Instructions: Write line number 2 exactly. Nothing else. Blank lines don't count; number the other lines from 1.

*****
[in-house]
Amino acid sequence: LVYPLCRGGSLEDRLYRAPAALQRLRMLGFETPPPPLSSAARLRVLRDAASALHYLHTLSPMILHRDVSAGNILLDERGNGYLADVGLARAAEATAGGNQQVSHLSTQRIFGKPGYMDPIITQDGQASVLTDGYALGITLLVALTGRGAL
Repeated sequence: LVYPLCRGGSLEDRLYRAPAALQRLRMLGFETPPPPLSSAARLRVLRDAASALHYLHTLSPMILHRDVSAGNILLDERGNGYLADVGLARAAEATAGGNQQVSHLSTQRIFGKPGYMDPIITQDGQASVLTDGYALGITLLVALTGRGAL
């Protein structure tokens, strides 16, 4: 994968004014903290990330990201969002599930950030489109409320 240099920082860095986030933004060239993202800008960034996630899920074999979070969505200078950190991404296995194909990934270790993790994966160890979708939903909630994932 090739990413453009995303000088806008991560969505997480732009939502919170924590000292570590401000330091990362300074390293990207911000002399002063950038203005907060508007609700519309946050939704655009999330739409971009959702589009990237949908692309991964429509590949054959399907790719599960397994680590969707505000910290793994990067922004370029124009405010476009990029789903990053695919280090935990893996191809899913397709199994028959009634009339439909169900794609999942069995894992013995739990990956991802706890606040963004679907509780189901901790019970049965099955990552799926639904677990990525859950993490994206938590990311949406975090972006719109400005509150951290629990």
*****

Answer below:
Amino acid sequence: LVYPLCRGGSLEDRLYRAPAALQRLRMLGFETPPPPLSSAARLRVLRDAASALHYLHTLSPMILHRDVSAGNILLDERGNGYLADVGLARAAEATAGGNQQVSHLSTQRIFGKPGYMDPIITQDGQASVLTDGYALGITLLVALTGRGAL